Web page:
FORT COLLINS — A new program at Colorado State University is aimed at preventing opioid abuse in rural parts of Colorado – particularly among youths.

The university received $1.4 million in federal grants for the two-year project, which will be led by members of CSU’s Prevention Research Center.

As part of the program, community professionals and CSU extension agents will be trained on dealing with opioid abuse. The approach will use existing community relationships and networks to try to prevent drug experimentation before it starts.

The effort will also include a seven-week program that engages youth and their families about the dangers of using opioids like heroin and oxycodone.

“We’re really excited about this project because we know opioid use is a big issue in rural America," said William Nobles, director of CSU Extension’s Peaks and Plains Region. “There is a lot of pressure on families in agricultural areas. We have farmers going through bankruptcy, and some have committed suicide. When you start working with youth, it trickles up to the adults as well.”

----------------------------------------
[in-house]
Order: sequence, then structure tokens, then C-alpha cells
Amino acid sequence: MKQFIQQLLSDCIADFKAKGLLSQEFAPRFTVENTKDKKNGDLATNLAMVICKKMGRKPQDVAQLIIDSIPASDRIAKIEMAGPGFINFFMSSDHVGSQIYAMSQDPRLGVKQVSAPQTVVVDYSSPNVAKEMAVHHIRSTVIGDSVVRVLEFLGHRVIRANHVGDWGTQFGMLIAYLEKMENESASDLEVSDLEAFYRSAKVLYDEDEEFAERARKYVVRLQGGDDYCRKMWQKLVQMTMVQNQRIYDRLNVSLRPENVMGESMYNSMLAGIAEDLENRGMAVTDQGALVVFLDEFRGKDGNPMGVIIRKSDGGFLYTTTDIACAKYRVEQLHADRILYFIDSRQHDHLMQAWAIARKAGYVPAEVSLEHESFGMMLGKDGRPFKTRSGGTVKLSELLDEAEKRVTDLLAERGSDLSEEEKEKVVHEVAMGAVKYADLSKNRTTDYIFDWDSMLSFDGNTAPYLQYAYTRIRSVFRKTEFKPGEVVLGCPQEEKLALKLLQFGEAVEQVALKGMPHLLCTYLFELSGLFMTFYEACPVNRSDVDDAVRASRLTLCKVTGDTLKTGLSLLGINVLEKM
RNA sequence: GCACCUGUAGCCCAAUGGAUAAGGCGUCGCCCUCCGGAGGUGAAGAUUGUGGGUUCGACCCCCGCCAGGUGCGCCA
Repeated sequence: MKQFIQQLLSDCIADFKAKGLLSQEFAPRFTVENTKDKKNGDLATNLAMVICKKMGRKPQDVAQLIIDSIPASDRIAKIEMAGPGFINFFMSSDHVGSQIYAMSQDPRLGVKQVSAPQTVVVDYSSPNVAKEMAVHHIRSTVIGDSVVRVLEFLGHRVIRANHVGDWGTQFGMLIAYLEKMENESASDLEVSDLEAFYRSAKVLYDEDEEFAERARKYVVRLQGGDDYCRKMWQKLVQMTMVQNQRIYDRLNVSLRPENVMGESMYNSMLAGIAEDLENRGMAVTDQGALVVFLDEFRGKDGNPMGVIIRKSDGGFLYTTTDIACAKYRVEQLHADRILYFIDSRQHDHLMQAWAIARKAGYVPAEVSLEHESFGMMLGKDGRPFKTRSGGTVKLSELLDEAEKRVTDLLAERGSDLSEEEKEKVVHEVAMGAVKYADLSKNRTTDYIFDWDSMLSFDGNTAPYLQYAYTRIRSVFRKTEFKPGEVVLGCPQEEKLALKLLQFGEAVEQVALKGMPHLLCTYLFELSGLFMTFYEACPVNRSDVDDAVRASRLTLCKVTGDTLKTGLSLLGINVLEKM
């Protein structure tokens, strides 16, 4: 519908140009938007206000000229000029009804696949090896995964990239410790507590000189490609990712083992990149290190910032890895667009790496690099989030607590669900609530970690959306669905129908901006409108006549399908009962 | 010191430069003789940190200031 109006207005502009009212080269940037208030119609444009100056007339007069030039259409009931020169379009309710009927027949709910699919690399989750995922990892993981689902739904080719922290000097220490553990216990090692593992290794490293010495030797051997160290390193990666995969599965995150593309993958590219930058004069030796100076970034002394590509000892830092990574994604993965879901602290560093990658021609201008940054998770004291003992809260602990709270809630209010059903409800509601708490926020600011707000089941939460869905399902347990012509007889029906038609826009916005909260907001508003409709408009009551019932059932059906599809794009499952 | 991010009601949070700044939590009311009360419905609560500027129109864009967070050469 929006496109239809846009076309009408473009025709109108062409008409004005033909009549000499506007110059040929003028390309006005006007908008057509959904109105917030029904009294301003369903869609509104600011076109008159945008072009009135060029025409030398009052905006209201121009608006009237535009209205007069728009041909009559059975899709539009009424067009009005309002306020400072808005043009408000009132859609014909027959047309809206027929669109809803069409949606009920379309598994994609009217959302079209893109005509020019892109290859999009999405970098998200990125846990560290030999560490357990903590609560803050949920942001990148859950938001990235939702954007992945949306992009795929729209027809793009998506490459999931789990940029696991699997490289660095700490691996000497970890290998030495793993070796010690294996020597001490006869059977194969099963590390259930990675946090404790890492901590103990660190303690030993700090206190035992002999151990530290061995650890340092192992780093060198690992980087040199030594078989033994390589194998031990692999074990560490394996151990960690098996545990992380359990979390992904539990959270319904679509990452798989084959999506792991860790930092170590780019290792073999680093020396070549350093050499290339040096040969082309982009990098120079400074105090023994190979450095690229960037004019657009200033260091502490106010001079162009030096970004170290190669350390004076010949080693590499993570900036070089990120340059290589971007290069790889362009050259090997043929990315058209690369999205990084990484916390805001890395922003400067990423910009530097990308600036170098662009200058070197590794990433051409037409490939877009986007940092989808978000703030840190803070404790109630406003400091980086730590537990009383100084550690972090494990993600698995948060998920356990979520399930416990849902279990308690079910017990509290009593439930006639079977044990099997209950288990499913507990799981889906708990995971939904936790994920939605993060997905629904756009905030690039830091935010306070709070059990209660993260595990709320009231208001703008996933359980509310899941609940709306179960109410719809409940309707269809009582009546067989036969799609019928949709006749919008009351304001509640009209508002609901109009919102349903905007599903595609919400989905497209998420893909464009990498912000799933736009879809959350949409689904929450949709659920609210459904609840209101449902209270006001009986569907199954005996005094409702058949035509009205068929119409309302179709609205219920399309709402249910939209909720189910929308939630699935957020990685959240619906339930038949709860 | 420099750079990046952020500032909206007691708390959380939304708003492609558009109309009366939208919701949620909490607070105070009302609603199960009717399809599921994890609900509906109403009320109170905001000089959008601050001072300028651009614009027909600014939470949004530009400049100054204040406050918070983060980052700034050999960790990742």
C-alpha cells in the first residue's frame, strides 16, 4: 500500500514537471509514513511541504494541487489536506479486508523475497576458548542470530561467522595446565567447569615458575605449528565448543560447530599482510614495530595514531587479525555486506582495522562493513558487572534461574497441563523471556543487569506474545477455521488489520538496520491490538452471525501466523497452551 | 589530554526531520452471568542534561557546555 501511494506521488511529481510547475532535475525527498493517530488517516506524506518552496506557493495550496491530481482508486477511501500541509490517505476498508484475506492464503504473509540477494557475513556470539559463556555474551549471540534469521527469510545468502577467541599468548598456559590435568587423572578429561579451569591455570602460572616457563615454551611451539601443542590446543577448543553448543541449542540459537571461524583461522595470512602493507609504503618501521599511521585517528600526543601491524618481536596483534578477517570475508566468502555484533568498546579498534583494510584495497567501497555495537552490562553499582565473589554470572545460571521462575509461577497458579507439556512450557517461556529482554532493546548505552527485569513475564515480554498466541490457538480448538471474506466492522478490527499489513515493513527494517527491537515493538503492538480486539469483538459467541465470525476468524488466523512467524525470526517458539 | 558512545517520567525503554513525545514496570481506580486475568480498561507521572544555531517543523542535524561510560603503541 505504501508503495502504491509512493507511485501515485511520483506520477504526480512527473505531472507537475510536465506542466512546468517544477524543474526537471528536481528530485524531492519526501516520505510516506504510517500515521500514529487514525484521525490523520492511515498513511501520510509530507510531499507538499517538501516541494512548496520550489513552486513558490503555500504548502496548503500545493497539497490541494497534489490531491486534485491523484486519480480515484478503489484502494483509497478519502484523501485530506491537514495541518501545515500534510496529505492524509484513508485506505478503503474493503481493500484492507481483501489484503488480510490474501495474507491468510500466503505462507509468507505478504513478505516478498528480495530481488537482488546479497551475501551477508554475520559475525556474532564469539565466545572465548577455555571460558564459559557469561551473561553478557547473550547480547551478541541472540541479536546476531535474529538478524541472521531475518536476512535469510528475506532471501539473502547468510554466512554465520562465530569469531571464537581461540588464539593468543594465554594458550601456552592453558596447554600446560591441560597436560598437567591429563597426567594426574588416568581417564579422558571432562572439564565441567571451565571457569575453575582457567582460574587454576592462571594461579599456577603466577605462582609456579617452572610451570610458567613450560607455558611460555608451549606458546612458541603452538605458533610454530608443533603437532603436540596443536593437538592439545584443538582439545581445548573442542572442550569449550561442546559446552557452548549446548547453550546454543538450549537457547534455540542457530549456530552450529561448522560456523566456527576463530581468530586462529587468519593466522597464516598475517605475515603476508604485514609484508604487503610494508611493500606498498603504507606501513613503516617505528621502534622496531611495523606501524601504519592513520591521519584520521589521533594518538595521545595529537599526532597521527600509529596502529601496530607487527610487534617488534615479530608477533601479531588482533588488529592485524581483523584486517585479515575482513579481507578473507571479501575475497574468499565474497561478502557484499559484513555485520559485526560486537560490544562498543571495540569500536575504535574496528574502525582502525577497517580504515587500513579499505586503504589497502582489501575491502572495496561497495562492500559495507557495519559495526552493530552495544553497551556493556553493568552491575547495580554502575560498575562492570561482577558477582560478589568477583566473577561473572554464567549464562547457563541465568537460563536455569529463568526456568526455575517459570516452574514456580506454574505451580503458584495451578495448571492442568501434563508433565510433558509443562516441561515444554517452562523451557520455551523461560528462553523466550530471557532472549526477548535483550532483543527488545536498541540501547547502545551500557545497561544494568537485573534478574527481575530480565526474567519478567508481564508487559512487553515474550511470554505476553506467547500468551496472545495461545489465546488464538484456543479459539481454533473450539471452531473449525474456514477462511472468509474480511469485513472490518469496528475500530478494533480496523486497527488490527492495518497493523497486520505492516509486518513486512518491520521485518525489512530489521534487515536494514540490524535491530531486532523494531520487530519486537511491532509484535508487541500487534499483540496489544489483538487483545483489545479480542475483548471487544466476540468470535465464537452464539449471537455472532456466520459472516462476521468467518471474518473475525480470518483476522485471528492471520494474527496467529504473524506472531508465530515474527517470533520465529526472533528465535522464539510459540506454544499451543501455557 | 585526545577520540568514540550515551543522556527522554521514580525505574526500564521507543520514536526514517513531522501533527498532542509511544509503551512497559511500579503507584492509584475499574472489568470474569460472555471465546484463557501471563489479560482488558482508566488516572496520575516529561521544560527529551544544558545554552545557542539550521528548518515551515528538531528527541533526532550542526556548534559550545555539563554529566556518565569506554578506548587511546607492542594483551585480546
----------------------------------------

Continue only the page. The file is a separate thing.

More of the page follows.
The project, titled Empowering Youth and Families in Rural Colorado, will also use social media as a platform to distribute data-informed messages in an effort to raise public awareness and help the youth develop correct perceptions about substance use.

Nearly $1.1 million for the two-year project came from the Substance Abuse and Mental Health Services Administration, and the remaining $320,000 for the project came from the U.S. Department of Agriculture.